This medication should not be used if you have certain medical conditions. Before using this medicine, consult your doctor or pharmacist if you have: liver disease (e.g., obstructive jaundice, cirrhosis), diarrhea caused by certain types of infections (Clostridium difficile-associated diarrhea following recent antibiotic therapy, bacterial infection of the gut caused by E. coli, Salmonella, Shigella).
Before using this medication, tell your doctor or pharmacist your medical history, especially of: current dehydration or mineral imbalance, a certain type of bowel disease (acute ulcerative colitis), personal or family history of glaucoma (angle-closure type).
This drug may make you dizzy or drowsy. Alcohol or marijuana (cannabis) can make you more dizzy or drowsy. Do not drive, use machinery, or do anything that needs alertness until you can do it safely. Limit alcoholic beverages. Talk to your doctor if you are using marijuana (cannabis).
This drug is not recommended for use in children younger than 2 years. Caution is advised when using this drug in children, particularly those with Down's syndrome, because they may be more sensitive to the following side effects: high fever, fast heartbeat, decreased urination, flushing, dry skin/mouth, thirst. Very serious (possibly life-threatening) effects may occur if too much of this medication is taken by children.
During pregnancy, this medication should be used only when clearly needed. Discuss the risks and benefits with your doctor.

Points of recommendation

Before taking difenoxin with atropine, tell your doctor or pharmacist if you are allergic to either drug; or to hyoscyamine; or if you have any other allergies. This product may contain inactive ingredients, which can cause allergic reactions or other problems. Talk to your pharmacist for more details.
This medication should not be used if you have certain medical conditions. Before using this medicine, consult your doctor or pharmacist if you have: liver disease (e.g., obstructive jaundice, cirrhosis), diarrhea caused by certain types of infections (Clostridium difficile-associated diarrhea following recent antibiotic therapy, bacterial infection of the gut caused by E. coli, Salmonella, Shigella).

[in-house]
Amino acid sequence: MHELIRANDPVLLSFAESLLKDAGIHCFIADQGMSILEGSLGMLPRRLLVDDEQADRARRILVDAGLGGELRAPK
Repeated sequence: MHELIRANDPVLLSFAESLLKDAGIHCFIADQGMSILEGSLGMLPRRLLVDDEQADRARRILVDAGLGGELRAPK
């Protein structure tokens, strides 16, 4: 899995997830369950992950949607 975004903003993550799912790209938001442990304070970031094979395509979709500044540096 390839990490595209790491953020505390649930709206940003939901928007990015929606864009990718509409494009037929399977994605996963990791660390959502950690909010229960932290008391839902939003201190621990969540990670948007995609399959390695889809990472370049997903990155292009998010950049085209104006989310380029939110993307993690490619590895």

Before using this medication, tell your doctor or pharmacist your medical history, especially of: current dehydration or mineral imbalance, a certain type of bowel disease (acute ulcerative colitis), personal or family history of glaucoma (angle-closure type).
This drug may make you dizzy or drowsy. Alcohol or marijuana (cannabis) can make you more dizzy or drowsy. Do not drive, use machinery, or do anything that needs alertness until you can do it safely. Limit alcoholic beverages. Talk to your doctor if you are using marijuana (cannabis).
This drug is not recommended for use in children younger than 2 years. Caution is advised when using this drug in children, particularly those with Down's syndrome, because they may be more sensitive to the following side effects: high fever, fast heartbeat, decreased urination, flushing, dry skin/mouth, thirst. Very serious (possibly life-threatening) effects may occur if too much of this medication is taken by children.
During pregnancy, this medication should be used only when clearly needed. Discuss the risks and benefits with your doctor.
This medication passes into breast milk. Consult your doctor before breast-feeding.